The world’s attention may be riveted on Scotland and its secessionist drive, but Thursday was Catalonia’s turn, as hundreds of thousands of flag-waving citizens rallied in the streets in what Catalan leaders hoped would be the prelude to the region’s own vote on independence from Spain.
In central Barcelona, Catalans formed a giant V — for vote and victory — by filling two of the city’s main avenues and draping themselves in the red-and-yellow colors of the Catalan flag. The demonstration coincided with Catalonia’s National Day, but it had all the feeling of a pre-independence celebration.
As Scotland’s push for independence enters its homestretch before a referendum on Sept. 18 on whether to break from the United Kingdom, Catalonia’s secessionist drive, too, has reached a critical phase with its own vote approaching on Nov. 9. The outcome is likely to be influenced by what the Scots decide.
But unlike in Scotland, where British leaders have belatedly tried to persuade Scots not to leave while not threatening to block the vote, Catalonia’s secessionist drive is veering dangerously toward a constitutional crisis.
The mass rally on Thursday came as Artur Mas, the president of the regional government, insisted that the vote in Catalonia — Spain’s economic powerhouse — would go ahead as planned, despiteopposition from the central government in Madrid.
Catalonia’s regional Parliament is set to give the go-ahead for the vote later this month. That green light is expected to be struck down by Spain’s constitutional court, however, and Prime Minister Mariano Rajoy has repeatedly warned that any such vote would violate Spain’s constitution.
Mr. Mas would then face the difficult choice of whether to go ahead with an illegal vote or delay the vote to allow for further negotiations with Mr. Rajoy. He could also call early elections in Catalonia — with the risk that more hard-line secessionist politicians would oust him and his Convergence party from power.
Mr. Mas is already struggling with a major fraud scandal centering on Jordi Pujol, the patriarch of Catalan politics and founder of the Convergence party who ran the regional government for 23 years.
In July, Mr. Pujol admitted committing tax fraud by hiding money offshore. He has since delayed appearing before lawmakers, but at least three of Mr. Pujol’s adult children are also under investigation on suspicion of financial crimes ranging from money laundering to bribery. One of them is expected to appear before Spain’s national court on Monday.
Mr. Rajoy, however, is in an increasingly difficult situation, too. Scotland is now “causing headaches in Madrid,” particularly since the British government recently offered concessions to sway Scotland’s voters, said Antonio Roldán, an analyst at the Eurasia Group in London.
“London is offering major devolution of powers to the Scots to incentivize them to remain part of the union, further complicating Rajoy’s tougher, noncooperative strategy,” he said.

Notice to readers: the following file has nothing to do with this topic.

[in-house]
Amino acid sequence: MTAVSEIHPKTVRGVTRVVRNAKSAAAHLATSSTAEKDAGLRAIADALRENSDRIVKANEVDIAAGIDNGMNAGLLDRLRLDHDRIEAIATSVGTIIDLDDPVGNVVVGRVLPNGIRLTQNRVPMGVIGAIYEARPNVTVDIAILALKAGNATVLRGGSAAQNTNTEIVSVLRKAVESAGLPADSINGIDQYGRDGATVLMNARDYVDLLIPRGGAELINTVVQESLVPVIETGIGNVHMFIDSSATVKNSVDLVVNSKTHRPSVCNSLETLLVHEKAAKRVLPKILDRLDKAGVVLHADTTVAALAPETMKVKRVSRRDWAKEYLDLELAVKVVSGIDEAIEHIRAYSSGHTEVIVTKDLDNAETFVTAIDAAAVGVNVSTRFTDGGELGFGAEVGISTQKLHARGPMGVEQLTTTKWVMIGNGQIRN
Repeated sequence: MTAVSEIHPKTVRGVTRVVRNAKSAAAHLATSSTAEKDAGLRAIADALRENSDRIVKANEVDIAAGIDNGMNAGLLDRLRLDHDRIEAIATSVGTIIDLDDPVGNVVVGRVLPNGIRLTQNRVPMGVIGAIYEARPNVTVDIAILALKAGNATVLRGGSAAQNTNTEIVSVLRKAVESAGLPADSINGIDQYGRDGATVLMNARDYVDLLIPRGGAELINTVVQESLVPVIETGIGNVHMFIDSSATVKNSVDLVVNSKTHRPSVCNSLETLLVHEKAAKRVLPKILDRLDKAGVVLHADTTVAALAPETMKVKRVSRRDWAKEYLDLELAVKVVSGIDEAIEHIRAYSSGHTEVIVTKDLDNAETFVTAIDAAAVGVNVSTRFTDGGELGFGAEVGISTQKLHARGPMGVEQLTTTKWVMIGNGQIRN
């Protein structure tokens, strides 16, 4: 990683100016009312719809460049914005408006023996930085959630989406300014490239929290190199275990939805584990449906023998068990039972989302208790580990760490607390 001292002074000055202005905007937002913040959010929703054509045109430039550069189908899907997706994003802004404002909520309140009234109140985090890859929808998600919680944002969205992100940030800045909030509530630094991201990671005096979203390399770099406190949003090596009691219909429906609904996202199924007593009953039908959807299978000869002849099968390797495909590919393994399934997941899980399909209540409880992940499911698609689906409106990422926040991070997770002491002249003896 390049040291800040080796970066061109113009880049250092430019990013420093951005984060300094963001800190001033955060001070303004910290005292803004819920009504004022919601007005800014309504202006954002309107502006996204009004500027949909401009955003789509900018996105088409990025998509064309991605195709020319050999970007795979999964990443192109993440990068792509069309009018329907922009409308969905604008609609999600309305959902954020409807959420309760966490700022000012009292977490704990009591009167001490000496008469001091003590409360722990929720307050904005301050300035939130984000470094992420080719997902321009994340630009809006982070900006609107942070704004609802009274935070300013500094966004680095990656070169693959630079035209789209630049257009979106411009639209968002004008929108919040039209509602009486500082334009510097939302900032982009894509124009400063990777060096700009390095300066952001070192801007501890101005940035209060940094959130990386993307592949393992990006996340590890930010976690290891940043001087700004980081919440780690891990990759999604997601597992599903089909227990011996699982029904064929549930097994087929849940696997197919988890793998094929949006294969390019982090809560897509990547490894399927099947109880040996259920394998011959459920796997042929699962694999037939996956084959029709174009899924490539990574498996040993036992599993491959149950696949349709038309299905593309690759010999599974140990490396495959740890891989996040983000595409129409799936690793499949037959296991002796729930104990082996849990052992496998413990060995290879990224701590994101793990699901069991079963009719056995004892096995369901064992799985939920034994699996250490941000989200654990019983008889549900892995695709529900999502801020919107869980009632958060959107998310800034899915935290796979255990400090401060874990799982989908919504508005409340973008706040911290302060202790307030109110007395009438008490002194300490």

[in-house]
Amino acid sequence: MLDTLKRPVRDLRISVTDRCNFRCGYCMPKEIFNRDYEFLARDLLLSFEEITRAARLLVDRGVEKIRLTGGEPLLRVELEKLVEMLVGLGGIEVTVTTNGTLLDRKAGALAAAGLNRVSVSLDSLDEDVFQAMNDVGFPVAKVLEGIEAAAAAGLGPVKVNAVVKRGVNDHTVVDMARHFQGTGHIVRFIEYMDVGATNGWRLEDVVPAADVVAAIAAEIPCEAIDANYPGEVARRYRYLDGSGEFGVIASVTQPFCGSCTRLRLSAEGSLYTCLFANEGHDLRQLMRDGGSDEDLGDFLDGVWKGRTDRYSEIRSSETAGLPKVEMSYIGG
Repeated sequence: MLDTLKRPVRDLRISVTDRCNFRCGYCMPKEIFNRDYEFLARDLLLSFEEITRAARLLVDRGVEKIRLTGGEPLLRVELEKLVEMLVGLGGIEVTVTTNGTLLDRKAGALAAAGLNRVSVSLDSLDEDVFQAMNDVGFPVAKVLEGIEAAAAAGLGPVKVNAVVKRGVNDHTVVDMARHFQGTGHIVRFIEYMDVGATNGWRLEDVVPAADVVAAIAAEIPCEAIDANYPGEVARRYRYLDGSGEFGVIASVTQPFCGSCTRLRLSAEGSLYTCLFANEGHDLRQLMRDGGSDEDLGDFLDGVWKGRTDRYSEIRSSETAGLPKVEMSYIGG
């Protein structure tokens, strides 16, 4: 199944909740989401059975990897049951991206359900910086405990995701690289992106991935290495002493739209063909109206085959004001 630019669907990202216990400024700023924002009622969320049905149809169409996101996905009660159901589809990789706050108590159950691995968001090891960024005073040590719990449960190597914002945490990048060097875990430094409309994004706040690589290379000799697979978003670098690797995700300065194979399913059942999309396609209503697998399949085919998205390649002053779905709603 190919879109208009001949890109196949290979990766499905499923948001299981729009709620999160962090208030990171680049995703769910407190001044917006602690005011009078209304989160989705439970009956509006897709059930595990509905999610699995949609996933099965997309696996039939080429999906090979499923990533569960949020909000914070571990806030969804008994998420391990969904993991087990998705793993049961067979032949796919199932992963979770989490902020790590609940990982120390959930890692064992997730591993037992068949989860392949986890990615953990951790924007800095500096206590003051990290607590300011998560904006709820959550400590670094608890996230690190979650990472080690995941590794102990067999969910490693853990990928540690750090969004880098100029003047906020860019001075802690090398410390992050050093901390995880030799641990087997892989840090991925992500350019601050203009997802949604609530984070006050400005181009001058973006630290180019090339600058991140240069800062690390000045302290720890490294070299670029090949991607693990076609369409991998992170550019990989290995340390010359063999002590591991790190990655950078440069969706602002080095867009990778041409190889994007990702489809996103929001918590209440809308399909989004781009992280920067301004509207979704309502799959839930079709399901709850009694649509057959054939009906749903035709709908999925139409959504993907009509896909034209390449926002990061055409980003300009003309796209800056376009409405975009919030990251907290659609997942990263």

Still, Mr. Rajoy also has concerns over whether concessions to Catalonia would trigger similar demands from other regions, led by the Basque Country, which has only recently emerged from decades of separatist violence.
Catalonia’s 7.5 million people represent about 16 percent of the Spanish population and account for 19 percent of Spain’s gross domestic product. The Basque region, with 2.2 million people, is Spain’s richest region per capita, accounting for 6 percent of G.D.P.
“We’re fed up with being told that we’re in a democracy but can’t even give our opinion,” said Montse Bosch, a kindergarten teacher who traveled from Vilafranca del Penedès, about 30 miles from Barcelona.
Ms. Bosch warned that Madrid’s refusal to allow a vote risked inciting “civil disobedience.” Still, she said that Thursday’s peaceful demonstration showed that the secessionist push was not driven by extremists. “We’ve got nothing against Spain, but just want it as our friendly neighbor,” she said.
Mr. Rajoy and Mr. Mas have been at loggerheads for two years, after Mr. Rajoy refused to give Catalonia a more favorable fiscal treatment, but the two met last July in what Mr. Mas described as “a climate of open dialogue.”
In a speech on Thursday, Mr. Mas said that he regretted Mr. Rajoy’s stonewalling, but “we’re ready to vote on Nov. 9.” The “V” demonstration, Mr. Mas said, was not an act of provocation by Catalans toward the Spanish state but proof that “we want to vote, we are a nation and we want to decide our political future.”
Some demonstrators said that the Catalan government had lost much of its credibility because of its links to Mr. Pujol, whom Mr. Mas succeeded as party leader. The Pujol scandal “is a negative for sovereignty, but all it really shows is that politicians have been corrupt everywhere,” said Josep Maria Bru Vea, a firefighter who attended the demonstration along with his family.
Antonio Lopéz, a pensioner, was among many people wearing the official “V” T-shirt, with the slogan, “Now is the Time.” He said the T-shirt cost 15 euros, but he had given €20 because “this is a good cause.”
Mr. Lopéz, however, admitted that the time might still be some years away, given Madrid’s veto. “I don’t think that I will get to see an independent Catalonia, but I’m also here to make sure that at least my grandchildren get to enjoy it.”
Source: The New York Times